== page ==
Anyone who has struggled with symptoms of an autoimmune disease will be all too familiar with the frustrations that can come with seeking treatment. Numerous creams and tablets can bring hope, and, while some options can bring relief, once treatment is stopped symptoms often return and, in some cases, with a vengeance.
This was Dr Irene Prantalos’ experience with psoriasis. The incurable condition first appeared on a trip to Greece when she was 11 years old. Homesick, she was feeling stressed and started to notice spots on her scalp. After returning to Australia, the condition spread to her arms and was confirmed by doctors to be psoriasis. Despite seeing specialists and undergoing various therapies, the condition progressed to the point that her entire body was covered by the age of 16.
“So years 11 and 12 were pretty tough,” Dr Prantalos told Neos Kosmos.
“Then the day after my year 12 exams I was hospitalised, and, not disrespecting medicine, but it didn’t work for me. When I was discharged the doctor said ‘You must go elsewhere, we don’t know what else to do’.”
Psoriasis involves inflammation entering the body due to stresses brought about by diet, emotions, or infection, leading the immune system to overact and instead of shedding 40,000 skin cells every minute, faulty signals trigger the creation of excess skin cells. Instead of falling off, the cells build up on the skin and form red, scaly patches. Therapeutic treatments have advanced to include biologics (widely used to treat cancer and chronic inflammatory diseases). But in hindsight, she says that while she would have tried the treatments, she is glad they didn’t exist at the time, leading her down a path to better understand her body.
At the age of 19 she found herself in a difficult place. Feeling abandoned by medicine, she turned to traditional Chinese medicine – an option her mum Angela had introduced her to when she was 15, but which she had rejected due to its unfamiliarity – and she couldn’t believe the results.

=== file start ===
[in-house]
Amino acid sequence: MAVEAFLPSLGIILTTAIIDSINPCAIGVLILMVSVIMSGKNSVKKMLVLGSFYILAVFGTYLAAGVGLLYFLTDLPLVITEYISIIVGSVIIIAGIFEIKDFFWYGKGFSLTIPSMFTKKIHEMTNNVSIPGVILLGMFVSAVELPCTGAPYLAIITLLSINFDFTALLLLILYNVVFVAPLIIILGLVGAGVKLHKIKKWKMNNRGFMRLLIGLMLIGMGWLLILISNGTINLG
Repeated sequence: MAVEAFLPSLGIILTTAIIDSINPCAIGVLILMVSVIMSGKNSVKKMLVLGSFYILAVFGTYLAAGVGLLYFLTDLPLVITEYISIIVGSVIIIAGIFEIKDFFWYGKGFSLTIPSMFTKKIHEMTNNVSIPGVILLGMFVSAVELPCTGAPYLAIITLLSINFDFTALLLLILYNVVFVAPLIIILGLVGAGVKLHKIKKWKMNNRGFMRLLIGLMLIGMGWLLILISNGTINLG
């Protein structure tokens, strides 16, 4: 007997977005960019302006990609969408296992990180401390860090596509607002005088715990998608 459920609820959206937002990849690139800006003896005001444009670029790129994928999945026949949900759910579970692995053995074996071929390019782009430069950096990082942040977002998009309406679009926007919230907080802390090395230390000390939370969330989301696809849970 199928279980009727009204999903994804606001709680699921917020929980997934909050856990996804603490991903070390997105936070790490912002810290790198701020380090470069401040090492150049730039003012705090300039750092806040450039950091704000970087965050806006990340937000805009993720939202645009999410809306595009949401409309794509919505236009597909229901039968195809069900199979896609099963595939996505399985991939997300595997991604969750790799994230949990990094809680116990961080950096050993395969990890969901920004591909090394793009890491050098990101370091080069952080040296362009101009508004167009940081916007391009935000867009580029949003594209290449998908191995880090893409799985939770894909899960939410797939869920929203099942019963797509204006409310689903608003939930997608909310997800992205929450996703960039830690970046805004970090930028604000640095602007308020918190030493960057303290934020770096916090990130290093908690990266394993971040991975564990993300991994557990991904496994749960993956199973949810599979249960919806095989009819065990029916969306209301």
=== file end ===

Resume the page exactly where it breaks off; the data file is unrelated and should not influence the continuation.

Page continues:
“She gave me herbs and I did everything she told me to do. Within two months my skin was normal,” Dr Prantalos recalls.
While she clarifies that it was not a cure, she says it helped her to target the inflammation and manage the disease by making additional adjustments to her diet.
It was this experience that inspired her to pursue studies in Chinese medicine, of which she is now a practitioner and founder of Salubre Health Solutions in Surry Hills, where she draws from her studies and experience to help others looking like herself.
“Being incurable, people have this perception that you’re stuck with it forever. It just means you have to change various aspects of yourself to be healthier so that you don’t have the disease present,” she explains.
After releasing her book Feel Great in Your Skin: 7 Simple Ways to Heal Your Psoriasis, Dr Prantalos says it was only natural to follow it up with a cookbook to show people that changes to diet and lifestyle are easily manageable and that there are options. Having observed her mum modifying traditional Greek recipes throughout the years to help treat the inflammation in her skin and allow it to heal, they joined forces to write Healing Psoriasis with Mediterranean Cooking.
She says Greek cuisine, in comparison to that of other cultures, is similar to the popular ‘paleo’ diet, which she says is psoriasis-friendly. Low in carbs with a focus on vegetables and meat, it also includes healthy natural fats such as olive oil, and fresh herbs which mean there’s no skimping on flavour. She’s particularly fond of endive which features broadly in Greek cooking. The vegetable is high in chlorophyll, and if home grown or bought organic, she encourages people to drink the juices as a powerful and effective anti-inflammatory.
“It’s really interesting because in my first year of studies, we looked at the history of traditional Chinese medicine and it was fascinating to me that the Chinese and the Greeks were in the forefront of medicine – they didn’t call it natural medicine then, they just called it medicine,” she explains.
“You speak to the older Greeks and they use herbal medicine a lot. So there’s a huge crossover with these two historical countries where they utilise their environment as medicine.”